Dr. Allen H. Merriam
Professor of Communication (Ret.)
Missouri Southern State University
Italy is home to 61 million people who inhabit an area about the size of Arizona. Strategically located on the Mediterranean Sea, this NATO-member generates the world's 10th biggest economy.
When we consider the Mussolini-Hitler alliance in World War II, the earlier reach of the Roman Empire, the pervasive influence of the Latin language, and the Roman Catholic Church’s central role in spreading Christianity, Italy’s global importance becomes inescapable.
Italy has produced a disproportionate share of the world’s most notable people. A list of the “Top Ten Italians of the last Millennium” might include Galileo, Dante, Columbus, Michelangelo, Marco Polo, Machiavelli, Marconi, Francis of Assisi, Thomas Aquinas, and that universal genius, Leonardo da Vinci. Few nations can match such a power-packed lineup!
Italy’s legendary religious architecture features St. Peter’s Basilica in Rome (Vatican City), the Milan Cathedral, and St. Mark’s in Venice. The UNESCO World Heritage city of Venice, famous for over 100 canals, faces increasing threats of flooding from the Adriatic Sea.
The country’s extensive musical heritage is noteworthy. Italians excelled in opera, with outstanding composers (e.g., Scarlatti, Verdi, Rossini, Puccini) and performers (e.g., Maria Callas, Luciano Pavarotti). La Scala in Milan may be the most famous opera house in the world. The piano was invented around 1700 by Bartolomeo Cristofori, a harpsichord technician working in Florence.
Nineteen hundred years ago the Roman Empire stretched from the Atlantic Ocean to the Caspian Sea. Its achievements ranged from road construction and aqueducts to law and taxation. Rome produced some of the sharpest minds of antiquity: Caesar, Marcus Aurelius, Vergil, Cicero, Quintilian, Horace, and Pliny the Elder.
Following the Empire’s collapse in the fifth century, the Italian peninsula disintegrated into disunited and often feuding principalities and city states. This chaotic environment prompted Niccolo Machiavelli to write The Prince (1513), a classic of political theory. Divorcing politics from morality, Machiavelli argued that governments need to do whatever is necessary to maintain power and order, advising that it is safer for a leader to be feared than loved.
This tumultuous history – which included epidemics, foreign invasions, papal conflicts, and the brutal Inquisition – also saw episodes of remarkable creativity. The wealthy Medici family funded great artistic accomplishments in Florence during the Renaissance. Finally, Giuseppe Garibaldi and others engineered military campaigns leading to the unification of Italy in 1870 and her emergence as a modern nation state.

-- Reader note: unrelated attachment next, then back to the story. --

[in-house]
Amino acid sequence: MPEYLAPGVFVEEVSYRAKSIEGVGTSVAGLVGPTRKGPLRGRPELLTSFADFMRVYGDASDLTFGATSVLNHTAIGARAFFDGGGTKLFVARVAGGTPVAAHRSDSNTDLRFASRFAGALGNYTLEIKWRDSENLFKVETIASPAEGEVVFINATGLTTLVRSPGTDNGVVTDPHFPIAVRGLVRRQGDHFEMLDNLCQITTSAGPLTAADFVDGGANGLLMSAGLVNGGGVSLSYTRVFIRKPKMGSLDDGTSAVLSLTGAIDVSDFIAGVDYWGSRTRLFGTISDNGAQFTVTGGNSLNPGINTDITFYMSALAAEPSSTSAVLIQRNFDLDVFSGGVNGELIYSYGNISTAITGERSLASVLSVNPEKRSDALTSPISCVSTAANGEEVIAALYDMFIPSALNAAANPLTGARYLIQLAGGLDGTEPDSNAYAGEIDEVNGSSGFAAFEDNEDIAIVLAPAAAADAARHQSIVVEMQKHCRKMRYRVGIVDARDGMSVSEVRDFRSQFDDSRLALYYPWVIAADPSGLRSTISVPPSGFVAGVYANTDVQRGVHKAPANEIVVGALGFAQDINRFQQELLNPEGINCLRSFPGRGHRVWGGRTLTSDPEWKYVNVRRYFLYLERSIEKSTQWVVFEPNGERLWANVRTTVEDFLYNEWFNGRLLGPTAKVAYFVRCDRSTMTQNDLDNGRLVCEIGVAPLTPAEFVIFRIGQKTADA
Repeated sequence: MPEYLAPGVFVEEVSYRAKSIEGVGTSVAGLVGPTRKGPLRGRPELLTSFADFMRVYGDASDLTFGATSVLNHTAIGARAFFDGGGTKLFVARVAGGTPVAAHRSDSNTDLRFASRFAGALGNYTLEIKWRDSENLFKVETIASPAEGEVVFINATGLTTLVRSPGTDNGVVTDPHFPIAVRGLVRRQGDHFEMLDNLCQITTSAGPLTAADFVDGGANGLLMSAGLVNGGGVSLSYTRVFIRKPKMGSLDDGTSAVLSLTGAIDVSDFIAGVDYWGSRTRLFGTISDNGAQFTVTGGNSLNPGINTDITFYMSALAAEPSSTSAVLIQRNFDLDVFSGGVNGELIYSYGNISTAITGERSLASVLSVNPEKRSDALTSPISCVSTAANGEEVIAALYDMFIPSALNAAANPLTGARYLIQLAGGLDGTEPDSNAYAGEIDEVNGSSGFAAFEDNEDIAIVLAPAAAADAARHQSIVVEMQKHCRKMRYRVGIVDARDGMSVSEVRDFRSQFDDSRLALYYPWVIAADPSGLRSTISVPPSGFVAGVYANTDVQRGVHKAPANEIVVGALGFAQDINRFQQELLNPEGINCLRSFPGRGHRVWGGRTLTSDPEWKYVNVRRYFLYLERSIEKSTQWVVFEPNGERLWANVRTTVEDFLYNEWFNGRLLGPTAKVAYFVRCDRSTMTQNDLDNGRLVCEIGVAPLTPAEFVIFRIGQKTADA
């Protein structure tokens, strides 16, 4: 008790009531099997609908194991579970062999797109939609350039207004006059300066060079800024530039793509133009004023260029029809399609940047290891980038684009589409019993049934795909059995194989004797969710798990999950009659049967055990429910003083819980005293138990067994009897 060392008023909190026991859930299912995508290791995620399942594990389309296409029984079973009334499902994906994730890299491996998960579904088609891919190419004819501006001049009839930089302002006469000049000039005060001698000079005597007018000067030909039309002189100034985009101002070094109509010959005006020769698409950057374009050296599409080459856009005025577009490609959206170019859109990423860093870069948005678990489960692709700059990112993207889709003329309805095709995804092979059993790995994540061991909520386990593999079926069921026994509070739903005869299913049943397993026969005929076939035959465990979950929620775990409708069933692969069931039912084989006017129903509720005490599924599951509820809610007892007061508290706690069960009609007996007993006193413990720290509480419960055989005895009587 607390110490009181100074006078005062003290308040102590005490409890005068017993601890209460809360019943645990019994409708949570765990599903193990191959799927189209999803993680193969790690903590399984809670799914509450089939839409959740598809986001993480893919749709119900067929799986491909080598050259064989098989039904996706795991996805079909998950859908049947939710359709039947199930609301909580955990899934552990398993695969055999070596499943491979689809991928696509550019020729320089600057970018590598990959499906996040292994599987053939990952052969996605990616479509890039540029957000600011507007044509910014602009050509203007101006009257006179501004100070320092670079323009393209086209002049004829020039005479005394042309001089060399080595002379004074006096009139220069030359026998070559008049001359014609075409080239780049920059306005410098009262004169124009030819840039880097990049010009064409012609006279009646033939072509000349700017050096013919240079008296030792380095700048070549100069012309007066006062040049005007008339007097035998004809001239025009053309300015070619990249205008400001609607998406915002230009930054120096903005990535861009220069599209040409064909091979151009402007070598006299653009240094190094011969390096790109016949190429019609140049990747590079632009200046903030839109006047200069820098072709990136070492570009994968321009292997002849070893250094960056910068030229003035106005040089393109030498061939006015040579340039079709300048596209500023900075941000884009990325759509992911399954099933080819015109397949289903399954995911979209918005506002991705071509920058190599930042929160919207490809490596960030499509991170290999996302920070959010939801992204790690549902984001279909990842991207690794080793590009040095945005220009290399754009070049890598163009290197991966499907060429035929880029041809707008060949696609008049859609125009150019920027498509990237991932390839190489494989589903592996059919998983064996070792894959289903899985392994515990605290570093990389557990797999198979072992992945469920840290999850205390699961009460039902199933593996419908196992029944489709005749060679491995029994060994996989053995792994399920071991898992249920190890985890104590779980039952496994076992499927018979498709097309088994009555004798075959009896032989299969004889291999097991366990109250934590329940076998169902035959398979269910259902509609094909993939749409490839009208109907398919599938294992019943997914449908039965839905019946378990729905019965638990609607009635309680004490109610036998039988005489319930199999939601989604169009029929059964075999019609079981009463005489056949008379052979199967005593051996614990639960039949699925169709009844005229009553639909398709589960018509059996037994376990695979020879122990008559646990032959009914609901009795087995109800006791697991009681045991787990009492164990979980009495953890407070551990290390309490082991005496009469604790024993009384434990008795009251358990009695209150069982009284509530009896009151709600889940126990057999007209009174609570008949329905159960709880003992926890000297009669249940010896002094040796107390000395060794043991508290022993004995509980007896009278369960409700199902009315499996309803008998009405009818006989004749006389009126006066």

The southern island of Sicily, home to Mt. Etna, Europe’s highest active volcano, is only about 100 miles from Africa. This makes Italy an inviting conduit for refugees seeking a better life in Europe. Prior to World War II, Italy occupied much of northeast Africa including Libya, Ethiopia, Eritrea, and Somaliland.
Political instability, corruption, a huge national debt, high unemployment, organized crime, earthquakes, and floods pose ongoing challenges for contemporary Italy. The Roma (Gypsy) community suffers periodic attacks. Former billionaire prime minister Silvio Berlusconi resigned in 2011 amid charges of sex scandals and tax evasion.
In two years Milan will host EXPO 2015, a universal exposition with the theme “Feeding the Planet, Energy for Life.” More than 150 nations and international organizations are expected to participate.
Besides contributing to Western civilization, Italy has significantly impacted American society. More than five and a half million Italian immigrants entered the United States. This influx peaked in the early 20th century.
The life of Italian immigrants could be difficult. Many Anglo Americans viewed southern Europeans with suspicion, associating them with what one clergyman in 1884 termed “rum, Romanism, and rebellion.” The controversial executions in 1927 of anarchists Sacco and Vanzetti, and the notorious crimes of gangster Al Capone in the 1920s, only fueled such sentiments.
Immigrants tended to cluster in urban “Little Italy” neighborhoods until later generations assimilated into the cultural mainstream. And assimilate they did! Italian Americans such as Joe DiMaggio, Yogi Berra, Joe Garagiola, Rocky Colavito, Tony LaRussa, and Tommy Lasorda became part of baseball lore. Interestingly, Berra and Garagiola grew up on Elizabeth Ave. in “The Hill,” the Italian section of St. Louis. Garagiola once quipped, “Not only was I not the best catcher in the Major Leagues, I wasn’t even the best catcher on my street!”
Football coaches Vince Lombardi and Joe Paterno, New York mayors Fiorello La Guardia and Rudolph Giuliani, jurists John Sirica and Anthony Scalia, politicians Geraldine Ferraro and Nancy Pelosi, banker Amadeo Giannini, businessman Lee Iococca, musicians Arturo Toscanini and Guy Lombardo, and entertainers Frank Sinatra and Madonna Ciccone all shared Italian ancestry. Physicist Enrico Fermi, who directed the world’s first sustained atomic chain reaction in Chicago in 1942, was an Italian immigrant.
American cuisine took on a strong Italian flavor. Beyond staples like pizza, macaroni, and spaghetti, U.S. menus include delicacies such as Seafood Alfredo, Eggplant Parmigiana, and Six-Cheese Ravioli. Italian wines, both Rosso (Red) and Bianco (White), are widely enjoyed.
In commenting about her physical beauty, actress Sophia Loren joked that she owed it all to spaghetti. Clearly, the United States and the world owe much to Italy.